The River Avon has always been of central importance to the town of Stratford and the area surrounding it. In Shakespeare’s day, it was an important artery for trade and a source of power (the mill is mentioned in the Domesday Book), but the river also marked an imprecise boundary between two different kinds of countryside. To the north was the well-wooded Forest of Arden, already in decline but still different from the open rolling farmland of the Feldon land to the south. Each type of land would have produced different agricultural goods for exchange in Stratford’s markets. In Shakespeare’s play, King Lear grants his eldest daughters a third of his kingdom:
Of all these bounds, even from this line to this,
With shadowy forests and with champains rich’d,
With plenteous rivers and wide-skirted meads,
We make thee lady.
The river would also have been a magnet for children to swim and play in, and to observe the wildlife. You don’t have to look far in Shakespeare’s plays for evidence of these activities.
Nowadays the river is used entirely for recreation, but even this has its commercial side: you can take a boat trip, hire a rowing boat, or even have dinner on a converted narrow boat. The river links two major sites of Shakespeare importance, the Royal Shakespeare Theatres and Holy Trinity Church.
Among all this the river and its banks are full of life. People walk their dogs, ride bikes, jog, fish, play football, or just stroll. Within a hundred yards of the water there are restaurants, hotels, pubs, car parks, and ice cream vans. In only a little over a mile of its length, four bridges cross the Avon, two carrying traffic and two footbridges.
Yet somehow the river still has a rural feel, helped by the green expanse of the recreation ground opposite the theatres. Walk away from the town in either direction for a few minutes and you find yourself in the countryside. Here the river is calmer, and wildlife has the chance to find quiet pockets to live and breed. It’s surprising how much flourishes here so close to such a busy area.
The cygnets in the photograph are part of a family of swans living near Lucy’s Mill, as are some coot chicks, and there’s another family of swans further up river. Nearer to the centre of town are a few moorhen chicks living cheek by jowl with large numbers of other birds including Canada geese.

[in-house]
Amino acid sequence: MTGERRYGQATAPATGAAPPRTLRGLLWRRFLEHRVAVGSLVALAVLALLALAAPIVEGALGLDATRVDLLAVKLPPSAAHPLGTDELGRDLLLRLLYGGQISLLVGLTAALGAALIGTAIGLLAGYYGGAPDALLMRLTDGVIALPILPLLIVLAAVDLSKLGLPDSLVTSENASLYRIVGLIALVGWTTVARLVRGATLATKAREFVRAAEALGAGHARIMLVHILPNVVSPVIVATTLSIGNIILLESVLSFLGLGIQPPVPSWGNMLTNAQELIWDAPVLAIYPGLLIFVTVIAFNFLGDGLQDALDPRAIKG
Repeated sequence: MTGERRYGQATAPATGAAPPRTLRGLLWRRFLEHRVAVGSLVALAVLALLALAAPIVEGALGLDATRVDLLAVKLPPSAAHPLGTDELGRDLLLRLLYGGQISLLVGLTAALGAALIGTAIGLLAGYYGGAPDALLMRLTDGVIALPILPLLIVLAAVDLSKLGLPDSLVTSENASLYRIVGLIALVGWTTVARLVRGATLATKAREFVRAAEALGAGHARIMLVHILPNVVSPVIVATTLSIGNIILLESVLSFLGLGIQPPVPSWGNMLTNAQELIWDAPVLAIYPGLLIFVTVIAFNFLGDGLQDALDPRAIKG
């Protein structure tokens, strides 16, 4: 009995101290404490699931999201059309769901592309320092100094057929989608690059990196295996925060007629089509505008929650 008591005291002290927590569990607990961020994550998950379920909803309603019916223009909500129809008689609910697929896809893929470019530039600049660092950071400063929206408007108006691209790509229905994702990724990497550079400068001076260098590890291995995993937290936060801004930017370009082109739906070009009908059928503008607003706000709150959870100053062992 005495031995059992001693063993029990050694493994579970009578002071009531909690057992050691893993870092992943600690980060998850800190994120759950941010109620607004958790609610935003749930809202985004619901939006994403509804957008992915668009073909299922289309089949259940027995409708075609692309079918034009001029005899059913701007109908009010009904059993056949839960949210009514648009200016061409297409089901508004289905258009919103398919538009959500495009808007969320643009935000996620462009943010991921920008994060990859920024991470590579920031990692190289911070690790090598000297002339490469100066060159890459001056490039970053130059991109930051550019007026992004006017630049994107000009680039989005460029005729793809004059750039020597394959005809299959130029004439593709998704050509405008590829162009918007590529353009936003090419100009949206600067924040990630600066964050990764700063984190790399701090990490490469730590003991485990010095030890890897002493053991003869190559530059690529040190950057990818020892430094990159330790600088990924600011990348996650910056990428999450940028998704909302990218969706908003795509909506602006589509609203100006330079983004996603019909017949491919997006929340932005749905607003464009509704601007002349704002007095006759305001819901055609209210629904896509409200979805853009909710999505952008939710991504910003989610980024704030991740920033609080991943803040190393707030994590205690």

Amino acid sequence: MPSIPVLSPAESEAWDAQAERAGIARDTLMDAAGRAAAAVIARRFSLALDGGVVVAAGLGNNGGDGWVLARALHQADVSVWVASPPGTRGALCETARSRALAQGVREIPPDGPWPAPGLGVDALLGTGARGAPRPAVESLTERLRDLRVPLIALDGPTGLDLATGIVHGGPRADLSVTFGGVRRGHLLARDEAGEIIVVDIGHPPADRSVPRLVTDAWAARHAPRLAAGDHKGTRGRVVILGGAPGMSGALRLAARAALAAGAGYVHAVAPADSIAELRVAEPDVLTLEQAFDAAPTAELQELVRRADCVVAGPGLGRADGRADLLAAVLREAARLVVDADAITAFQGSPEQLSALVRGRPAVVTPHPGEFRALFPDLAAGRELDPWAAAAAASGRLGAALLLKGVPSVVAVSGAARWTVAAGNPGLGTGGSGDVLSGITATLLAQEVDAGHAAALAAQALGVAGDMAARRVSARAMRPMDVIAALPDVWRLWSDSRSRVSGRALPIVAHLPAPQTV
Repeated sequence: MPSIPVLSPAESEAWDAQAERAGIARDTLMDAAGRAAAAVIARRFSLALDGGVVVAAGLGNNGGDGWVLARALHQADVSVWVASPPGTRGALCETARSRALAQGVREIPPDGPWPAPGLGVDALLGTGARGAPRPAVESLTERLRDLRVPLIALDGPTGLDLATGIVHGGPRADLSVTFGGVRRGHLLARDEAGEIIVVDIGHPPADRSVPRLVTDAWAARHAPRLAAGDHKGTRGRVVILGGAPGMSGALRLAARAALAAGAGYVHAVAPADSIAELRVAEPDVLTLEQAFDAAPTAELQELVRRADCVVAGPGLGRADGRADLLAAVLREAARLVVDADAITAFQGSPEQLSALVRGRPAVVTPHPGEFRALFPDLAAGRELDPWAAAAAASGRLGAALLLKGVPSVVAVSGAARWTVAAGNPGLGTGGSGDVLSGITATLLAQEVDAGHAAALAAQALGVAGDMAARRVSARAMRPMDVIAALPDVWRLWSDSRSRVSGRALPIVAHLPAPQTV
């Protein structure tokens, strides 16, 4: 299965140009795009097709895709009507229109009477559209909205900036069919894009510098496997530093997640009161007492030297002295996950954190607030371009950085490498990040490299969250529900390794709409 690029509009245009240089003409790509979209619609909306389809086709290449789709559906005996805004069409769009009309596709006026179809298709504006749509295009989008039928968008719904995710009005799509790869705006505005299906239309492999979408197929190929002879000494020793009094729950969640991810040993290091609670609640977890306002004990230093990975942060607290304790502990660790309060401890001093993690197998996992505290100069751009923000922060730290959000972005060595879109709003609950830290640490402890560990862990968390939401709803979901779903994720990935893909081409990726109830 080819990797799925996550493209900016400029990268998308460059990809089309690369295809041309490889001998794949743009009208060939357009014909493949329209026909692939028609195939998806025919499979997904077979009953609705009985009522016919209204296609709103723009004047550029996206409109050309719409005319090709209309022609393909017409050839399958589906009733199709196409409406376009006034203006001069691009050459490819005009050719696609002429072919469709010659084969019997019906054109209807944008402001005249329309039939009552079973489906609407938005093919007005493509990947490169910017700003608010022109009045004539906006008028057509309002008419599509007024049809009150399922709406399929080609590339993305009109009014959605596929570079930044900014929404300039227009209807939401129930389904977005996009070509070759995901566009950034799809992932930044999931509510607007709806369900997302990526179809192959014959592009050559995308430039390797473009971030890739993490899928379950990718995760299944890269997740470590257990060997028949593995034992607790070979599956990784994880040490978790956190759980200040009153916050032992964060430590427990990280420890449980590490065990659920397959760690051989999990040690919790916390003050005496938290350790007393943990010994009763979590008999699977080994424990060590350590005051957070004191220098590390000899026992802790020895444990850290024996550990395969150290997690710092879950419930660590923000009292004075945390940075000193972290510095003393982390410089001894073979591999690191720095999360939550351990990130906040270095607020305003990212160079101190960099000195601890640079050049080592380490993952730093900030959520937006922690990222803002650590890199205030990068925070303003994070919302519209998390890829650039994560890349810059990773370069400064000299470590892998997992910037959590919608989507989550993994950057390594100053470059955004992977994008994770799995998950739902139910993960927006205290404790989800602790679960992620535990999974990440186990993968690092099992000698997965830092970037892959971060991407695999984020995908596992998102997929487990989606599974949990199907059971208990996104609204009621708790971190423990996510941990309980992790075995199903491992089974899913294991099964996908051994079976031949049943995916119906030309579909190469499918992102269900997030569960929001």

In or near to the river I’ve seen quite a range of birds, insects and mammals, most of which are listed at the end of the post. I already mentioned Shakespeare’s interest in wildlife, and Bottom’s song in A Midsummer Night’s Dream includes just a few of the common birds still to be seen here, complete with country names:
The ousel cock (1) so black of hue,
With orange-tawny bill,
The throstle (2) with his note so true,
The wren with little quill.
The finch, the sparrow and the lark,
The plainsong cuckoo grey,
Whose note full many a man doth mark,
And dares not answer “Nay”.
The Avon’s a fragile environment, but an important one, both for the wellbeing of today’s inhabitants and for the heritage of Shakespeare’s town.
A list for wildlife-lovers. On the river: Mute swan, mallard, Canada goose, greylag goose, heron, little grebe, great crested grebe, moorhen, coots, kingfisher. On the banks: song thrush, mistle thrush, starling, robin, wren, blackbird, pigeon, cuckoo, dunnock, swallow, treecreeper, blue tit, great tit, green woodpecker, jackdaw, reed bunting, sedge warbler, whitethroat, goldfinch, greenfinch. Dragonflies, butterflies and squirrels are often seen. Otters are rumoured to pass through and maybe one day I’ll see one!
When the river partially froze last winter we saw kestrel, tufted duck, pochard, black-headed gull and lesser black-backed gull.